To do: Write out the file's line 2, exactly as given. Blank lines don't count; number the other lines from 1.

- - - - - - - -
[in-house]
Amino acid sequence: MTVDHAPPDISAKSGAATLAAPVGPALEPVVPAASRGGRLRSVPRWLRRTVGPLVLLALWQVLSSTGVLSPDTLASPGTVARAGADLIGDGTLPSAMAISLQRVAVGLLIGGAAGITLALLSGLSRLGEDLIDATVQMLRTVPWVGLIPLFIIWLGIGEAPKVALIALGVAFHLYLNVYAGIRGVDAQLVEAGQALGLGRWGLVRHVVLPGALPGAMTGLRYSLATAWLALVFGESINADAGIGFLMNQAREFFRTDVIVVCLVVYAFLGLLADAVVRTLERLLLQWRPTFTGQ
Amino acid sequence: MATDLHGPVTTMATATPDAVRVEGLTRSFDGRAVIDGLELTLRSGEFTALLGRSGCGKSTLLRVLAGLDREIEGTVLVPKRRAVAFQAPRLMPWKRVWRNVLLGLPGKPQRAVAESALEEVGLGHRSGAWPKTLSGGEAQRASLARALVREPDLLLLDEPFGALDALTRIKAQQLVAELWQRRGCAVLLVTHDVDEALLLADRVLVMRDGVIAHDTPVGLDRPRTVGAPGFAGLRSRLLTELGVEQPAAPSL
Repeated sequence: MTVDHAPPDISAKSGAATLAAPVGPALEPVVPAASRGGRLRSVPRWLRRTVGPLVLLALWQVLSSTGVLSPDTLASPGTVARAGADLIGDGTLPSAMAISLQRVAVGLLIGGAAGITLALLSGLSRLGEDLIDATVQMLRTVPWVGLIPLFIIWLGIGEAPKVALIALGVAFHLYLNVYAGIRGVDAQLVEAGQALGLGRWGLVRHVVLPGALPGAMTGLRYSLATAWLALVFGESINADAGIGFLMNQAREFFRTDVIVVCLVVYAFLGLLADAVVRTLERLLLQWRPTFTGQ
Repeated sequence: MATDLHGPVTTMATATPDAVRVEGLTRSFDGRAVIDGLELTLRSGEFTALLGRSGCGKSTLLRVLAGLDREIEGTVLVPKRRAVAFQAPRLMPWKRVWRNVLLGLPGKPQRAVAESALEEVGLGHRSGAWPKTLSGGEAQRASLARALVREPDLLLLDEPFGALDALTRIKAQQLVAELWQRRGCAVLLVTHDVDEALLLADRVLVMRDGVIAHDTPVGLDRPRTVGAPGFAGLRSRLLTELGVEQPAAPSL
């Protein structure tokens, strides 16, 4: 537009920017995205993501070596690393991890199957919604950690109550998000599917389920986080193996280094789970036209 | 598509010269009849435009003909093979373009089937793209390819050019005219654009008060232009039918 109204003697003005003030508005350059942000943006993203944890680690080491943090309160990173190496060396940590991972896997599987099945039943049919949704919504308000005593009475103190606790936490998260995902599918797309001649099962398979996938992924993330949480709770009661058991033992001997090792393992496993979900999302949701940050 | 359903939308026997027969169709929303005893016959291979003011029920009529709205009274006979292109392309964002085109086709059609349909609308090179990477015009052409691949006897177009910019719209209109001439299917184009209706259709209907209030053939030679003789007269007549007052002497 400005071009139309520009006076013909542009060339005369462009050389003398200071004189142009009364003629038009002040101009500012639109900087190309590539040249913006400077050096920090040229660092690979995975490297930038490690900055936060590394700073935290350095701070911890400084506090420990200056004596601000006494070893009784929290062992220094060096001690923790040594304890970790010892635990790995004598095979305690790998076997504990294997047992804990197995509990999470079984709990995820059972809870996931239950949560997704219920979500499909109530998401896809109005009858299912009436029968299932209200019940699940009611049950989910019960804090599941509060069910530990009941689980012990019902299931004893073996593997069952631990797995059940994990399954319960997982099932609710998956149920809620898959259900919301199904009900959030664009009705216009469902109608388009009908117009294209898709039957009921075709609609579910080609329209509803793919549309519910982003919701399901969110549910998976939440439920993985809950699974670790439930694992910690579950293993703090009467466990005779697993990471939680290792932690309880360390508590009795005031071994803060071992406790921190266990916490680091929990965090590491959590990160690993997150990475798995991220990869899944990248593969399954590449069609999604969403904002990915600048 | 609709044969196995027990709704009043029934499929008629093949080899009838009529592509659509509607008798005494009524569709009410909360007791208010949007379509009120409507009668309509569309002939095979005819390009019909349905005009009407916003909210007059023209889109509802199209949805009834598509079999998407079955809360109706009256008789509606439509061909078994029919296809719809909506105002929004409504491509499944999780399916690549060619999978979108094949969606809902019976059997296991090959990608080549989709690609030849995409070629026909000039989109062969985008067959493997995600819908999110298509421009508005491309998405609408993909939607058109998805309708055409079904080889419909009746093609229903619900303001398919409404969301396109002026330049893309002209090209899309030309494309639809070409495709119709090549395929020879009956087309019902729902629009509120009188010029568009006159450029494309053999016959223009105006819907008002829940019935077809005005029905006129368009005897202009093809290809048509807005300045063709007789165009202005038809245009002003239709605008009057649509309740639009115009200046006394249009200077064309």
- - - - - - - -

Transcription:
Amino acid sequence: MTVDHAPPDISAKSGAATLAAPVGPALEPVVPAASRGGRLRSVPRWLRRTVGPLVLLALWQVLSSTGVLSPDTLASPGTVARAGADLIGDGTLPSAMAISLQRVAVGLLIGGAAGITLALLSGLSRLGEDLIDATVQMLRTVPWVGLIPLFIIWLGIGEAPKVALIALGVAFHLYLNVYAGIRGVDAQLVEAGQALGLGRWGLVRHVVLPGALPGAMTGLRYSLATAWLALVFGESINADAGIGFLMNQAREFFRTDVIVVCLVVYAFLGLLADAVVRTLERLLLQWRPTFTGQ